CMS Proposes Expanding Coverage of Ambulatory Blood Pressure Monitoring (ABPM)
Proposal would increase access by expanding Medicare coverage to additional diagnostic applications
Today the Centers for Medicare & Medicaid Services (CMS) proposed to update its national coverage policy for Ambulatory Blood Pressure Monitoring (ABPM). ABPM is a non-invasive diagnostic test that uses a device to track blood pressure over 24-hour cycles. Ambulatory monitoring allows blood pressure to be measured over entire days rather than at a single moment in time. ABPM may measure blood pressure more accurately and lead to the diagnosis of high blood pressure (hypertension) in patients who would not otherwise have been identified as having the condition.
“With the prevalence of chronic diseases – including high blood pressure – increasing among Medicare beneficiaries, it is critical that our agency closely monitor the evidence for interventions that could improve health outcomes for patients with these conditions,” said CMS Administrator Seema Verma. “Today’s proposal to expand coverage of Ambulatory Blood Pressure Monitoring is supported by many years of evidence and would help ensure that beneficiaries have their blood pressure measured accurately, so they can receive the care that is best for them.”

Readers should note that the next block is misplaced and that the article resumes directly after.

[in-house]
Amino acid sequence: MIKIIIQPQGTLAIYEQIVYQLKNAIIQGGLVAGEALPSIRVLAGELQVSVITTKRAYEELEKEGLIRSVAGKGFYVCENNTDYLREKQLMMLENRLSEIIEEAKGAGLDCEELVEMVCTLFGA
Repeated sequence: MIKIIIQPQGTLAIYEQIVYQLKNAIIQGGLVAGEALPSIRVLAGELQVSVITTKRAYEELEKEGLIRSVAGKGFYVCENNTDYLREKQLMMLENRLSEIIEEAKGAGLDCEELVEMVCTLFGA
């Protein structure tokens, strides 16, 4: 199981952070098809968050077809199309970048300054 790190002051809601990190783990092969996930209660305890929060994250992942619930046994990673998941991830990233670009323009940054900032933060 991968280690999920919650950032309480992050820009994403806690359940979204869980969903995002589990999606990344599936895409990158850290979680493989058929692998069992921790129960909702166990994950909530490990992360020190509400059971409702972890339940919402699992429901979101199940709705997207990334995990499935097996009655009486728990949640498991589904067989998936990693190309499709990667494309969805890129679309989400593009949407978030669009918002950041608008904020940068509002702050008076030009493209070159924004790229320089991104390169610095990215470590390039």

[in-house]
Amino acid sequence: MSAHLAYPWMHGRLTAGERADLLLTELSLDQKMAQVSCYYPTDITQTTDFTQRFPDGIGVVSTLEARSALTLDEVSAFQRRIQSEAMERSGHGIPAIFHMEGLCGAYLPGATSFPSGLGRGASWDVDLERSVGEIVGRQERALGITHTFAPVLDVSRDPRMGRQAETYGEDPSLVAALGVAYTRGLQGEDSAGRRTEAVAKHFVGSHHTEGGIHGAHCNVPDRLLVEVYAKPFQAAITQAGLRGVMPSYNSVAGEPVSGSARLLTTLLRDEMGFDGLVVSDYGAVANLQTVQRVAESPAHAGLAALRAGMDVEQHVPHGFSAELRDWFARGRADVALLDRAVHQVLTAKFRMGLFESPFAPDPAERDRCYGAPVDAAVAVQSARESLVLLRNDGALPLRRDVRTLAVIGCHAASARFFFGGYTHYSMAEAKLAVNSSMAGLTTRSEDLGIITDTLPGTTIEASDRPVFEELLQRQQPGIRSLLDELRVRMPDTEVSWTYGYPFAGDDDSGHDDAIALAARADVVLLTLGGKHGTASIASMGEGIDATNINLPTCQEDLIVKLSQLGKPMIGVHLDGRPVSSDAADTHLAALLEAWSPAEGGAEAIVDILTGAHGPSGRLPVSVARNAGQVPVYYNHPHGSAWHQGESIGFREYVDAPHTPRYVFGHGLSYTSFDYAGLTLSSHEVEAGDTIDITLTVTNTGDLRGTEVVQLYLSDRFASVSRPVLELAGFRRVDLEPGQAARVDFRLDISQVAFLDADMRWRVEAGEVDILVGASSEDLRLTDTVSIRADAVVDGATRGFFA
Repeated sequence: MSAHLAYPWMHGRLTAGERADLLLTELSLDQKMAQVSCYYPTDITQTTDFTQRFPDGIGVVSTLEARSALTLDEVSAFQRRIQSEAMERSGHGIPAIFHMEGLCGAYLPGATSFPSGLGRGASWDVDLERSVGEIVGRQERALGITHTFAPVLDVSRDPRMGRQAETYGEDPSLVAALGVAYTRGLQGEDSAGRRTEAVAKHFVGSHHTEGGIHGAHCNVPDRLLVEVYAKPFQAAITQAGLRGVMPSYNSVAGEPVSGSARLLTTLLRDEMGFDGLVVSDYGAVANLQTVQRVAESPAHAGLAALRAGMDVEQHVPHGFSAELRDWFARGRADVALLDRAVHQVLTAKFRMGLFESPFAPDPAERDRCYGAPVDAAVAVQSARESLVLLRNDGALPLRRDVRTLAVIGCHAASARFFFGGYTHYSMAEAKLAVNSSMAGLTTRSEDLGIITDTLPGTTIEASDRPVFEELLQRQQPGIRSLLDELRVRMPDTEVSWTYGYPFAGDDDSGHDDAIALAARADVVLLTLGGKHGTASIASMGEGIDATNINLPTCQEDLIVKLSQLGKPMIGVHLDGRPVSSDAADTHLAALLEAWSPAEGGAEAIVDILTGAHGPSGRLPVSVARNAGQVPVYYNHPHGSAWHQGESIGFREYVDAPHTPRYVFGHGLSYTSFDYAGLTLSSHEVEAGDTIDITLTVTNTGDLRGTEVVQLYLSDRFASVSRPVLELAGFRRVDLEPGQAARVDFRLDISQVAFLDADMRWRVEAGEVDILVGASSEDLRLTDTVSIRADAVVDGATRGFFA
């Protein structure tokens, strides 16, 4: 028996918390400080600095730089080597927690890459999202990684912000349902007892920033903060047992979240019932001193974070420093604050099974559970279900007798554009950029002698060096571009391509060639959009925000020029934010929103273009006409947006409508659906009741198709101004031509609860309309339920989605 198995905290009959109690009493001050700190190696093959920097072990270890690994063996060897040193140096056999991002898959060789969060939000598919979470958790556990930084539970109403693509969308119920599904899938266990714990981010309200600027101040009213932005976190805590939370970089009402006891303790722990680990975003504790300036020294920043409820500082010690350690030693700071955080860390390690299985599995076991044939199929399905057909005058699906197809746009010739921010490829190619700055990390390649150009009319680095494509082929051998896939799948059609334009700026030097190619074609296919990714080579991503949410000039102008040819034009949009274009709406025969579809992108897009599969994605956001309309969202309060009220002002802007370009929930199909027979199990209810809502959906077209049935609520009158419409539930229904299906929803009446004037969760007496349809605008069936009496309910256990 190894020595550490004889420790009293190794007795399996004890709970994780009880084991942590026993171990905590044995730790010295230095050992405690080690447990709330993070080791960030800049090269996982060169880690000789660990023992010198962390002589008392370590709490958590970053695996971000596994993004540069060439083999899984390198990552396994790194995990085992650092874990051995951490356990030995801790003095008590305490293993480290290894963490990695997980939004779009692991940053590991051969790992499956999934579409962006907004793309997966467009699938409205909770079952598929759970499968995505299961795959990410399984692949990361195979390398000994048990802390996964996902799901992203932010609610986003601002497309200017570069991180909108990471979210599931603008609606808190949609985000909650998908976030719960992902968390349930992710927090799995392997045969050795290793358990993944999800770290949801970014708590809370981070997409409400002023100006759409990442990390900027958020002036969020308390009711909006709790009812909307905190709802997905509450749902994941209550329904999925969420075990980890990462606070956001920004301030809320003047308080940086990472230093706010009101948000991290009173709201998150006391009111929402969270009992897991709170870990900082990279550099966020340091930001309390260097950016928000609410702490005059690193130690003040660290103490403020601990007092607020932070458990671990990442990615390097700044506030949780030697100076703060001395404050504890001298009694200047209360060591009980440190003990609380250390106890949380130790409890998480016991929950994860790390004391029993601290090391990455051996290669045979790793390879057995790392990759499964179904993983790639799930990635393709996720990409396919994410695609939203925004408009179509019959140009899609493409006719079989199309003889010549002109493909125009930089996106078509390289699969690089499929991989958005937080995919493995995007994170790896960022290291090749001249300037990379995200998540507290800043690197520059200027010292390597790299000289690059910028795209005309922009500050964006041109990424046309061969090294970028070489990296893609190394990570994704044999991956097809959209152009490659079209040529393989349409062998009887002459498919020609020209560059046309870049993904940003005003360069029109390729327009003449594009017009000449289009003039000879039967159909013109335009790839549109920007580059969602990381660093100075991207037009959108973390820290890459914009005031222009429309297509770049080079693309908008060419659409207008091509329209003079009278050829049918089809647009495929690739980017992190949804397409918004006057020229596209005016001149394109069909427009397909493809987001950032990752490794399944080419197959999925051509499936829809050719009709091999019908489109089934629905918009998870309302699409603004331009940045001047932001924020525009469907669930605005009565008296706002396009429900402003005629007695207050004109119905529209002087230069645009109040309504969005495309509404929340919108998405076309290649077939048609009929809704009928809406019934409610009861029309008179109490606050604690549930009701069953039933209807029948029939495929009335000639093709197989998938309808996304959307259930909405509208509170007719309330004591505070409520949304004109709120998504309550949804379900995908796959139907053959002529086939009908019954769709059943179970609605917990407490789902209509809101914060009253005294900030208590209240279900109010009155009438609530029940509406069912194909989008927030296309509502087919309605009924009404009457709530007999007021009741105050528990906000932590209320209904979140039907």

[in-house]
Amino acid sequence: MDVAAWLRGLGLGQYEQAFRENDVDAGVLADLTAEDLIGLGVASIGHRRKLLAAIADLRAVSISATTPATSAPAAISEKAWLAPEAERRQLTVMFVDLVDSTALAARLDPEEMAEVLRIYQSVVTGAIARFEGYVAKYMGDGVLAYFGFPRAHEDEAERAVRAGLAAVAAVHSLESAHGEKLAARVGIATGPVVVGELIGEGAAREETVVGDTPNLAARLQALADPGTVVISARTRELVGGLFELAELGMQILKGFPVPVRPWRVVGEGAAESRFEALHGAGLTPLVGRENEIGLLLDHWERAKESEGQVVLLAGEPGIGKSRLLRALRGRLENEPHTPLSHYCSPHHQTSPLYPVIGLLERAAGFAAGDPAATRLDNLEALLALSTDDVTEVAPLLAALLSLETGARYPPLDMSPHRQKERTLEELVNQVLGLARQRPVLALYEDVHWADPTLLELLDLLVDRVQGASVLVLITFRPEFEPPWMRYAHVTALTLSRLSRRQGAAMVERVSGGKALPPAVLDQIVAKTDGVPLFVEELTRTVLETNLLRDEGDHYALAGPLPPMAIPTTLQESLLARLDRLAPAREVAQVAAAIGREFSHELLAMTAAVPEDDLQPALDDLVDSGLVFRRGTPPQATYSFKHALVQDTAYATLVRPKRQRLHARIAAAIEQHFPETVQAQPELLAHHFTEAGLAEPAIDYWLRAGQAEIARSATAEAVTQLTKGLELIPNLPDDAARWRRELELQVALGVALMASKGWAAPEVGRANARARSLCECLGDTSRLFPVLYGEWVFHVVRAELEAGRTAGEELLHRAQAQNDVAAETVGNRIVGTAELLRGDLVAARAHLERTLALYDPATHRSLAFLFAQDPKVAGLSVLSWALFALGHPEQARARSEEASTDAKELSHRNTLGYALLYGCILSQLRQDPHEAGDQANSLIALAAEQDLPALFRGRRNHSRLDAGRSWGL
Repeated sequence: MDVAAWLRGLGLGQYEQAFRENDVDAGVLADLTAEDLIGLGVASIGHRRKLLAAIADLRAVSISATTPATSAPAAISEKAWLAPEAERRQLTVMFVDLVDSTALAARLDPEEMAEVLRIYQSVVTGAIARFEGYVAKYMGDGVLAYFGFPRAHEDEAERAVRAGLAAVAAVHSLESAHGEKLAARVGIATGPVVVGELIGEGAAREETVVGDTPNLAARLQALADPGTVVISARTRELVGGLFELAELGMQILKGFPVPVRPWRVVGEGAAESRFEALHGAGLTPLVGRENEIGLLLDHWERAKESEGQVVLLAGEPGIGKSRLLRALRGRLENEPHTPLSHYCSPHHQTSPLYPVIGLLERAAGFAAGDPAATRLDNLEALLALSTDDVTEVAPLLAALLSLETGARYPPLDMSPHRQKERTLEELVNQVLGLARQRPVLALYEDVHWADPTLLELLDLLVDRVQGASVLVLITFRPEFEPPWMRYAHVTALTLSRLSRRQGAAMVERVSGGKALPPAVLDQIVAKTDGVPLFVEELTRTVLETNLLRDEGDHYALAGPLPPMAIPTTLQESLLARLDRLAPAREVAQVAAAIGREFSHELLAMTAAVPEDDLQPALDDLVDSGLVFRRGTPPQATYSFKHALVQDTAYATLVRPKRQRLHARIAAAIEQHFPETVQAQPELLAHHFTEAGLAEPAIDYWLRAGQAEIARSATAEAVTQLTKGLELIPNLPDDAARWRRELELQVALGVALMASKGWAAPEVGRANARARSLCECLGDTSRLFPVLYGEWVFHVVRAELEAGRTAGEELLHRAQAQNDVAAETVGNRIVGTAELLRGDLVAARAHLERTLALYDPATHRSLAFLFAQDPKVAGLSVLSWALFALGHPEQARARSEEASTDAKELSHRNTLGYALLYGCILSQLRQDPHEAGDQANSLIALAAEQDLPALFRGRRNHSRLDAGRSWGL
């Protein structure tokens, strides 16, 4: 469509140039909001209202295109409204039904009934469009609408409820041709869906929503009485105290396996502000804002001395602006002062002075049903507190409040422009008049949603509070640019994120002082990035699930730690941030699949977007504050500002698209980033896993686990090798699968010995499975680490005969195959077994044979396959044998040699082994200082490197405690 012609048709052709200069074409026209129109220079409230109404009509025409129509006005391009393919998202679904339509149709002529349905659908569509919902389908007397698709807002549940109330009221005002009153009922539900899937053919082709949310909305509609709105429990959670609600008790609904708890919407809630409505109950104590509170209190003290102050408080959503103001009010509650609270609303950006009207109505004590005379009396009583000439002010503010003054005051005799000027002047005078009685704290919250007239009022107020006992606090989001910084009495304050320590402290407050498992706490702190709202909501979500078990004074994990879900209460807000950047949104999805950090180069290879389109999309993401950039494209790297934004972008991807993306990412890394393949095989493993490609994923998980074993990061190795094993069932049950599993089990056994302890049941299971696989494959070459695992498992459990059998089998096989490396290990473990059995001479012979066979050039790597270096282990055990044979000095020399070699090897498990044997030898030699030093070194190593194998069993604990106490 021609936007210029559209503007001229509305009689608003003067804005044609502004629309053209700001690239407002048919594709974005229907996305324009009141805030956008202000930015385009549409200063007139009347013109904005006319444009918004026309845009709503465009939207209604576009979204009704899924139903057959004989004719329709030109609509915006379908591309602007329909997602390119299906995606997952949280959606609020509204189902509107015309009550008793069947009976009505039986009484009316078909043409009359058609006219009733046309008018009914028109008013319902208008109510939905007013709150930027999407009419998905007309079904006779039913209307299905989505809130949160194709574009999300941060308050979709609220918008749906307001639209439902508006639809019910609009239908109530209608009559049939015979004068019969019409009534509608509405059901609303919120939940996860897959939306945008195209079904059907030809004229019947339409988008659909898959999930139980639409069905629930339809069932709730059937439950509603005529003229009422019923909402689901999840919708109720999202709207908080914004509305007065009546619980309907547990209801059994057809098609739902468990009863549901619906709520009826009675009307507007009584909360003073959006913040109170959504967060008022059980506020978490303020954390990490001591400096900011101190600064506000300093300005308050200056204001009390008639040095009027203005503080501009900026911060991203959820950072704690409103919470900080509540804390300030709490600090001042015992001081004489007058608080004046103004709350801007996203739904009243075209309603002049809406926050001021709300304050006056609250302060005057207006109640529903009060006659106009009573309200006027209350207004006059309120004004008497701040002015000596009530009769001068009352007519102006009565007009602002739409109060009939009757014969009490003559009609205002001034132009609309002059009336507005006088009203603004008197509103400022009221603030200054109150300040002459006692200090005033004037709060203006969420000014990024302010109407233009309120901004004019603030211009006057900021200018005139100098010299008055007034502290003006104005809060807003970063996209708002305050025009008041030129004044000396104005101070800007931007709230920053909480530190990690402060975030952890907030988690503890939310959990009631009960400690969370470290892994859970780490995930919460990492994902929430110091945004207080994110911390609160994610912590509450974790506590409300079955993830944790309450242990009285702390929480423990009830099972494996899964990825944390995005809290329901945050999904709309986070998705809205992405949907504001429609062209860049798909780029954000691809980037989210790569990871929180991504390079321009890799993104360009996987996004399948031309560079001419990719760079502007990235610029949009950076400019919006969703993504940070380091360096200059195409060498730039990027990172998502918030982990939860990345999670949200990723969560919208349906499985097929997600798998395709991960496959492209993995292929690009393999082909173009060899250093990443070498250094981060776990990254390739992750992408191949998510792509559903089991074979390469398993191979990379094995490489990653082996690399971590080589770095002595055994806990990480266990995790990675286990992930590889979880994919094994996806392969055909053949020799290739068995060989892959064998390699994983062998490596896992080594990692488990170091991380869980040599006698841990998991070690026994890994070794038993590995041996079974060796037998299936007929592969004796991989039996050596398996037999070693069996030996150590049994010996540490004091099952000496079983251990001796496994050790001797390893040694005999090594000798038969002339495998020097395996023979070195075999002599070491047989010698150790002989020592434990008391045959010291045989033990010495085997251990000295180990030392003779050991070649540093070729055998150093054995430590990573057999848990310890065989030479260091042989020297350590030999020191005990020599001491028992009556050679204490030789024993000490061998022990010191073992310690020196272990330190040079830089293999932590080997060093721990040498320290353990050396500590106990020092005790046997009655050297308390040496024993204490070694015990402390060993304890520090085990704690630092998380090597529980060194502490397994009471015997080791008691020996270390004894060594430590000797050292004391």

The current national coverage determination for ABPM, issued in 2001, covers the diagnostic test only for those patients with suspected “white coat hypertension” who are not currently being treated for high blood pressure under specific conditions. White coat hypertension occurs when a patient’s anxiety from being in a clinical setting causes an increase in blood pressure beyond what occurs outside the clinical setting.
CMS received a request from stakeholders to reconsider this national coverage determination. Consistent with multi-society professional guidelines, CMS is proposing to update the current national coverage determination to expand access to ABPM to include coverage for cases of suspected “masked hypertension.” Masked hypertension occurs when blood pressure measurements in a doctor’s office are lower than measurements outside a doctor’s office. In addition, the decision proposes to lower the blood pressure threshold from the current policy of 140/90 to 130/80 to align with the latest society recommendations regarding the criteria for hypertension.
CMS is seeking comments on the proposed national coverage determination. All public comments may be submitted at https://www.cms.gov/medicare-coverage-database/indexes/nca-open-for-public-comment-index.aspx. A final decision will be issued no later than 60 days after the conclusion of the 30-day public comment period.
To read the proposed decision, visit the CMS website at: https://www.cms.gov/medicare-coverage-database/details/nca-proposed-decision-memo.aspx?NCAId=294